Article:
The New York Times Has a Really Kooky Boner for Curation Wizard Maria Popova

The New York Times has a fairly lengthy profile of the 28-year-old former recreational bodybuilder, University of Pennsylvania graduate, and "mastermind," Maria Popova.

For those who don't know Popova, she's the creator of a blog called Brain Pickings, a place where one can find a splattering of posts that intend to inspire said reader with a bunch of quotes from old books and vintage pictures.

It's like Buzzfeed, but boring.

Popova entered the news earlier this year when she created the Internet's worst thing ever: the Curator's Code. It's a set of rules and standards for attributing information on the web. There are symbols like "↬" and "ᔥ" involved. It's terrible and developer/writer Matt Langer sufficiently skewered her for it at the time.

The Times is obsessed with her, natch. Let's examine the evidence and look at all of the self-indulgent stuff she says.

Her exhaustively assembled grab bag of scientific curiosities, forgotten photographs, snippets of old love letters and mash notes to creativity - imagine the high-mindedness of a TED talk mixed with the pop sensibility of P. T. Barnum

TED talks are circus-like enough, thank you very much.

Exactly 70 minutes later, she returns to her modest one-bedroom apartment to write a brief essay about Freud and daydreaming, file her thrice-daily blog entries and schedule her regimen of 50 Twitter messages a day. She does this while balancing on a wobble board.

Writing three blog entries a day, especially when they're made up of "curated" content is not impressive at all. Also, she sits on a wobble board.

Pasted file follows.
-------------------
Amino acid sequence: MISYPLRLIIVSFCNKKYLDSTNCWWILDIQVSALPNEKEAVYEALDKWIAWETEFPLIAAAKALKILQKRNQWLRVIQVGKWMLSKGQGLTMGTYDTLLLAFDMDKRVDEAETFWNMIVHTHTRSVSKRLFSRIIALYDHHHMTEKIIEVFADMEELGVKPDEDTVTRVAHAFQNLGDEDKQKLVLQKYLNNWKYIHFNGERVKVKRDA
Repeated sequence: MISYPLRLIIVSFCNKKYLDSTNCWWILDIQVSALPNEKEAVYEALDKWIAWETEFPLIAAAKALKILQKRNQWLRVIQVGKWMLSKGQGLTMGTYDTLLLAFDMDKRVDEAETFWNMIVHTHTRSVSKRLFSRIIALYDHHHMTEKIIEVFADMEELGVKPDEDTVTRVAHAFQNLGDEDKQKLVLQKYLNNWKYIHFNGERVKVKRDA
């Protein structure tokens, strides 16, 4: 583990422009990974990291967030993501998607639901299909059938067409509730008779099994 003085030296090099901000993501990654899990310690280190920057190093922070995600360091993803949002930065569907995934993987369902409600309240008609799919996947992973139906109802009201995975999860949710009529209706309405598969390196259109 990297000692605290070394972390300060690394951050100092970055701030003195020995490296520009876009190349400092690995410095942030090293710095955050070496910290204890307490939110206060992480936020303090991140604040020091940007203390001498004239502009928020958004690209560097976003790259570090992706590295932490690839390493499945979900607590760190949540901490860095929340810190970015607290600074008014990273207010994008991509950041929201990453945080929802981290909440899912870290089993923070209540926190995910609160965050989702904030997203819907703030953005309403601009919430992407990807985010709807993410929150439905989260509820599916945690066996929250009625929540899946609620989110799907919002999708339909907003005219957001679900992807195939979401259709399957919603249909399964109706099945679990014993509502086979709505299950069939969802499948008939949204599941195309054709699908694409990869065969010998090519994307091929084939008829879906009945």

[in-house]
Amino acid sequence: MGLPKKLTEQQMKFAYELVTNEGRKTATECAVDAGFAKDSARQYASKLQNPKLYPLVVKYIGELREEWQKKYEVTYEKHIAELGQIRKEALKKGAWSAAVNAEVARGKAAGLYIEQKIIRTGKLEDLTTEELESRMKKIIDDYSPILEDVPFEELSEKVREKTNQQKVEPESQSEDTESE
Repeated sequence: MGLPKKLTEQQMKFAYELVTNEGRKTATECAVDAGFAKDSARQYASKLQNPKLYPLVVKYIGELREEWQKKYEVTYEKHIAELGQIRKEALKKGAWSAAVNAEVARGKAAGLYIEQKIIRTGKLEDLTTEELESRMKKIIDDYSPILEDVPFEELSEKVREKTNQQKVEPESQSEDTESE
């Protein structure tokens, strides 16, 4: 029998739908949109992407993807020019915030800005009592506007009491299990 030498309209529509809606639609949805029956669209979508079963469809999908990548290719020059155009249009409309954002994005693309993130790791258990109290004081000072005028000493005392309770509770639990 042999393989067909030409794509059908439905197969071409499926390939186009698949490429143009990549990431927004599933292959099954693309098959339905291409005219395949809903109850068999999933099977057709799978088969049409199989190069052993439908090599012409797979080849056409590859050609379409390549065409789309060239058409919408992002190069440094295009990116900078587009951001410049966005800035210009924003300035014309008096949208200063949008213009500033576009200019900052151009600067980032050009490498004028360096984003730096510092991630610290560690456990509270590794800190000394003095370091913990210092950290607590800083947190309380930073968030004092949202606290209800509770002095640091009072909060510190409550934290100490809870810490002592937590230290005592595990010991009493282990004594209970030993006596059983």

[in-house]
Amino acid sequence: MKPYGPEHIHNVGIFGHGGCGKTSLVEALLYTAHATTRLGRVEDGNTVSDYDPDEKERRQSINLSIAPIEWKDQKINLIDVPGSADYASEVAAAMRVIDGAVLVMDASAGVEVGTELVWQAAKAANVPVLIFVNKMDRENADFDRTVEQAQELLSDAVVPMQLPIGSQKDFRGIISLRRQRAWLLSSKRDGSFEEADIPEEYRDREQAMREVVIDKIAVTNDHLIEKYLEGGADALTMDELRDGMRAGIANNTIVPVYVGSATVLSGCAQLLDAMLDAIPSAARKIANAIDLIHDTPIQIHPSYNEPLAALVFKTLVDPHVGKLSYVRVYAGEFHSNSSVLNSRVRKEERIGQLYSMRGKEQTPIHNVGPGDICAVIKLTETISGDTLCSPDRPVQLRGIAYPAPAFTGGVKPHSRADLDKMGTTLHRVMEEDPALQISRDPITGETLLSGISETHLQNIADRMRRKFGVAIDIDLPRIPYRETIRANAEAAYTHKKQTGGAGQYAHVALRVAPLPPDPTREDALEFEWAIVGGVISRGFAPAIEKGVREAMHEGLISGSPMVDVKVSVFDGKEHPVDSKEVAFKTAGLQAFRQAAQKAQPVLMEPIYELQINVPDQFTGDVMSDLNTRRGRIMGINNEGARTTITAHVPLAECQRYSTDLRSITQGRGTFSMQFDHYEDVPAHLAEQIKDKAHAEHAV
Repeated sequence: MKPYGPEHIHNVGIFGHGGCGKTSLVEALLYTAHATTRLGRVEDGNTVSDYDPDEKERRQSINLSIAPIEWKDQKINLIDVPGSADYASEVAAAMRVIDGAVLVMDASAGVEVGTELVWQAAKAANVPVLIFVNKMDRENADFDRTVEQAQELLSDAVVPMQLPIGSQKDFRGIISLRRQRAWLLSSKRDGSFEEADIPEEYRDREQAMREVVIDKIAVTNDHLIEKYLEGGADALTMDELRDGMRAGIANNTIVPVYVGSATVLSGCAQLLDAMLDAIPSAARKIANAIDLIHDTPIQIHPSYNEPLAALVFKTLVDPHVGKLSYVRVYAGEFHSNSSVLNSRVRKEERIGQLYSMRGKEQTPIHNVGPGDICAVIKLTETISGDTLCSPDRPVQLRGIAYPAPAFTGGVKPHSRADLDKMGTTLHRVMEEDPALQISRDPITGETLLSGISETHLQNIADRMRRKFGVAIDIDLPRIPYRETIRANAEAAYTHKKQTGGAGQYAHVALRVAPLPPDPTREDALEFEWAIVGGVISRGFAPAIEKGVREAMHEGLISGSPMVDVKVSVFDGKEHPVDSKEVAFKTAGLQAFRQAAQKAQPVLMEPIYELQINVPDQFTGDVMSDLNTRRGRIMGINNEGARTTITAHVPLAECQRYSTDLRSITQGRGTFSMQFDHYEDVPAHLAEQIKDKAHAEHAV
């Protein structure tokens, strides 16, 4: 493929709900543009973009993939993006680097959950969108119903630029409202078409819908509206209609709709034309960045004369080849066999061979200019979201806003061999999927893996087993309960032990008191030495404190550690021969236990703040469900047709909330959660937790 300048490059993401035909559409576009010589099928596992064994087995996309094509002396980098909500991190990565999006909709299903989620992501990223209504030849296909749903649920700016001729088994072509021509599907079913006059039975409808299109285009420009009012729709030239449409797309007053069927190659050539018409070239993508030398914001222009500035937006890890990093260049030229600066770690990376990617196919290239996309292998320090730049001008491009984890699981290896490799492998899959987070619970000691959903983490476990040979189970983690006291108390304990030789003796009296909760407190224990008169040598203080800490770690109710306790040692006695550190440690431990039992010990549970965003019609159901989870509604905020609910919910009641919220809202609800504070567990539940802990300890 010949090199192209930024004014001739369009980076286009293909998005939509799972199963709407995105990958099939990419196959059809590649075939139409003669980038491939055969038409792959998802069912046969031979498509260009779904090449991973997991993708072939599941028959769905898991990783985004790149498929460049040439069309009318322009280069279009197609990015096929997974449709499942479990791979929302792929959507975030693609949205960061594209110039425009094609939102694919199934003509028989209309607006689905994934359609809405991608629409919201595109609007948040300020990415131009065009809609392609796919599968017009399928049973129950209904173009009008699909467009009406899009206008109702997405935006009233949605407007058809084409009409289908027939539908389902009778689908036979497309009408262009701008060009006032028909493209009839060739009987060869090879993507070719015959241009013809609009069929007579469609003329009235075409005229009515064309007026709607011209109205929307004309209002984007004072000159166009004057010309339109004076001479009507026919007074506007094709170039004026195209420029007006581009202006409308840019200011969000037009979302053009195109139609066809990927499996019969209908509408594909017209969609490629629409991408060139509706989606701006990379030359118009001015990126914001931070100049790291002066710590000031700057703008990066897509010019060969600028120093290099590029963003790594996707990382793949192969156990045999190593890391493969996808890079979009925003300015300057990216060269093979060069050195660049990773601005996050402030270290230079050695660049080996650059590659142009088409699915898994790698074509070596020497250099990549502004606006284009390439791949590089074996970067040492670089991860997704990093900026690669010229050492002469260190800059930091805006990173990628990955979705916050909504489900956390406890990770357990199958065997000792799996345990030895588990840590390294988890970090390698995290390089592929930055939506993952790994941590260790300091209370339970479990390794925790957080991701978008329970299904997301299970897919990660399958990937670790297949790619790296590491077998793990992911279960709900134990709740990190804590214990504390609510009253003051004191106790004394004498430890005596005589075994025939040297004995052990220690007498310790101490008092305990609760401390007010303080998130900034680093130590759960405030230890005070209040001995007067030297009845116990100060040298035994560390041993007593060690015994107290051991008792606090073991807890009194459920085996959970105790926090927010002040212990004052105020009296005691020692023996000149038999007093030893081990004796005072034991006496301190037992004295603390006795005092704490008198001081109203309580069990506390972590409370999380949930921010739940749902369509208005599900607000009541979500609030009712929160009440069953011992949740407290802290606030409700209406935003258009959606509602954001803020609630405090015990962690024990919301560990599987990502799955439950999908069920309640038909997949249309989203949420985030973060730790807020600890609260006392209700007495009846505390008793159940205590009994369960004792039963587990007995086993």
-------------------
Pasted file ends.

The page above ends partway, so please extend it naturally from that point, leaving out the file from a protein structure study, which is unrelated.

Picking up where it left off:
"I try to sit still when I work, but my mind goes spiraling elsewhere," she said in a mild Slavic accent reminiscent of Bond girls in the 1970s. "When my body is moving, it's almost like it takes the wind out of this mental spinning, and I'm able to focus."

Emphasis ours. This phrasing is something straight out of a baby boomer's wet dream.

"I realized a lot of what I do is organizational, almost like a Dewey Decimal System for the Web."

There is no section of Brain Pickings that deals with Goatse. Until she has that, her library is completely useless.

While still a student, she was working part time at an advertising firm in 2005, when a colleague sent around an e-mail with clippings of rivals' work to inspire the team.

Ms. Popova thought it was the wrong way to spur imagination, so she told her boss she would begin sending around her own inspirational e-mail regularly.

"Hi, yeah it's Maria. Did you get that email? Yeah, so NOT inspiring. Who does she think she is, Maria Popova?"

In some ways, this reflects her personal style: she favors simple black clothes, highlighted by playful yellow accessories, including a yellow Lego ring and yellow clogs. Her apartment is filled with yellow boxing gloves, a yellow fire extinguisher and a giant yellow Lego piece.

And jars of urine. Jars and jars of urine filled with bright yellow urine are left all around her house for all to see.

The woman who rails against her contemporaries for turning their backs on old books said she had no interest in writing one. "That's such an antiquated model of thinking," she said. "Why would I want to write something that's going to have the shelf life of a banana?"

Also, books require a lot more than just aggregating content, so that's probably why she does not want to write one.

Instead, she is committed to the Internet. "So much of what the Web is presenting lowers people down," she said. "What Paris Hilton ate for breakfast"; by contrast, the vast majority of its gems remain untapped.

If you know what Paris Hilton ate for breakfast please get in touch. It would inspire the crap out of me.

↬ NYT [Image via Twitter]